On one occasion, while entering the States during a short period working for a pen-testing company, the immigration officer asked what I did for a living. On learning I was a “cyber-security professional” he said “ah, keeping the bad guys at bay?”
It was absolutely bewildering to me. He really thought it was about bad guys: evil people trying to hurt the good people, purely because bad guys want bad things to happen. No middle ground there.
Then I noticed how many times I hear people on the news – the fucking news – invoke the notion of “bad guys”. Because they’re the problem really aren’t they? Why don’t we just put all the bad guys in prison? Wouldn’t that solve all of society’s problems if we simply outlawed bad-guyism? If we did that, then all that would be left are the good guys. And they’re good!
It’s like living in a really crap cowboy film.
A friend, and a friend of my wife, managed to persuade me to have a crack at fixing our broken dishwasher rather than just fork-out the stupid amount of money required for a new one.
This all happened on Facebook of course.
This all happened when I’d had a few drinks of course.
This was my debrief:
Right, you bastards, the dishwasher is fixed. I have you to thank for encouraging me to try and fix it myself. I fixed the fucker…but it bloody nearly killed me in the process. I said I’d keep you appraised of the progress and so this is your punishment.
The $130 pump arrived and, in a fit of optimistic excitement, I rushed home whilst watching the clear and concise video that explains how to fit the part. I watched it enough times that I had every detail memorized and so with excitement I assembled tools and attacked the machine (power off at the circuit breaker).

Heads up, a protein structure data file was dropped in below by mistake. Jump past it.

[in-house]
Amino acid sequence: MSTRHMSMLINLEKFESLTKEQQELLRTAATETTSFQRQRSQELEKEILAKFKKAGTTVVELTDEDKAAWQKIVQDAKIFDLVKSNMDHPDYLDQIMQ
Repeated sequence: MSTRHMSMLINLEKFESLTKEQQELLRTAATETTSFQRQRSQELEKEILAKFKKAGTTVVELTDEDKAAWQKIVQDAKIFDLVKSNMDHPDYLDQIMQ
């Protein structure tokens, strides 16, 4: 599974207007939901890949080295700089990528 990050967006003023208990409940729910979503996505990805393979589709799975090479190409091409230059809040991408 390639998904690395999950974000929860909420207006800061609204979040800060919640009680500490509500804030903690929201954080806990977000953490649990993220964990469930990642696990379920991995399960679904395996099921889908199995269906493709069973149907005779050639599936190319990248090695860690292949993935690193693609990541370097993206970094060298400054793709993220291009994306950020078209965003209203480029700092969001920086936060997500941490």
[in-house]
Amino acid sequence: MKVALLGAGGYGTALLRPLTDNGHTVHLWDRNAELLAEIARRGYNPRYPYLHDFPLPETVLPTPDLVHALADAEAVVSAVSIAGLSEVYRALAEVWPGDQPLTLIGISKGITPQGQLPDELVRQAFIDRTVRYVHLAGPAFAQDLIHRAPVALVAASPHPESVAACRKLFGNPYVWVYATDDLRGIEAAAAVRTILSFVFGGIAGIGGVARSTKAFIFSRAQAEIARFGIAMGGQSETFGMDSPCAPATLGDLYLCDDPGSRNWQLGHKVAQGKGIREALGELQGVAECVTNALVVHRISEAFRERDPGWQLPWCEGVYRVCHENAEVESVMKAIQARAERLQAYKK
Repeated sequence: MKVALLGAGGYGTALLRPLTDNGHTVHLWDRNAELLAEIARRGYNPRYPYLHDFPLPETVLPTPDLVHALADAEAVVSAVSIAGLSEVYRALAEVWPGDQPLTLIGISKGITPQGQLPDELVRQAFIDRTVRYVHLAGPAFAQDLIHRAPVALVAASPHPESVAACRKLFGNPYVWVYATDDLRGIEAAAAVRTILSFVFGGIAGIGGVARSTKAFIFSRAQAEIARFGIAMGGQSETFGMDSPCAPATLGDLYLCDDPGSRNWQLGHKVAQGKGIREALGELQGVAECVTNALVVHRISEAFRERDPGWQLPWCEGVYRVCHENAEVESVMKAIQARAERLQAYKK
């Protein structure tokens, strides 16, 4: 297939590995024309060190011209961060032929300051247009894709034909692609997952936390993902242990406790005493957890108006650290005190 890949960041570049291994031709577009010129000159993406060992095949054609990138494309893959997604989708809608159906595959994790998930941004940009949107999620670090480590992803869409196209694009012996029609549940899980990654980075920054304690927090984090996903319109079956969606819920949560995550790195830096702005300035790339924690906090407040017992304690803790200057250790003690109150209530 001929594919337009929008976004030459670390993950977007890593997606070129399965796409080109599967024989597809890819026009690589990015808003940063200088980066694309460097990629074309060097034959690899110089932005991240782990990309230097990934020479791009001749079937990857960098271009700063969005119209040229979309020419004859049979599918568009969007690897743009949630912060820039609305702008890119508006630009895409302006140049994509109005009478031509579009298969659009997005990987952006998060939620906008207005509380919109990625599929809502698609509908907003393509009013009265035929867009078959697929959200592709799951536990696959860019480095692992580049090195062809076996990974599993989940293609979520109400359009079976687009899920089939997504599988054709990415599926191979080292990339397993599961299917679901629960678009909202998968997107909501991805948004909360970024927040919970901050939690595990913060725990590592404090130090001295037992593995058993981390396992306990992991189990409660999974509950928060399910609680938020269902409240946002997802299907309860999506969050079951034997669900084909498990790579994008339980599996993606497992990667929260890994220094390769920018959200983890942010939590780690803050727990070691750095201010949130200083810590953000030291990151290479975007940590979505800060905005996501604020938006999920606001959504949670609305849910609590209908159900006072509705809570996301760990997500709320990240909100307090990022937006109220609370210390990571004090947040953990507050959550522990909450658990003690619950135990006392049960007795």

There were several things they omitted to describe in the video. The main ones were:
1> The state of the floor under the dishwasher.
2> The state of the cupboard containing the water feed and the waste pipe.
3> The fact that the person who made the holes for the water pipe and waste pipe could well have been a lunatic.
4> You would have to lie on the floor to detach the water pipe and disconnect the electricity through a two inch gap at the base of the machine.
5> Water, water everywhere. Where does it all come from?
So, I spent a while lying on the floor of the kitchen, in a bizarrely large pool of water, trying to undo things though a tiny gap that the spanner and screwdriver were unable to work with no matter what angles I managed to force them into.
Meanwhile, the piles and piles of mouse shit that had built up underneath the dishwasher were liberated by the extraordinary amount of water that was mysteriously present, and turned the puddle I was lying in, into shit soup. But I persisted.
Oh yes, it was in the 90’s that day, and the A/C unit in the front room was not helping.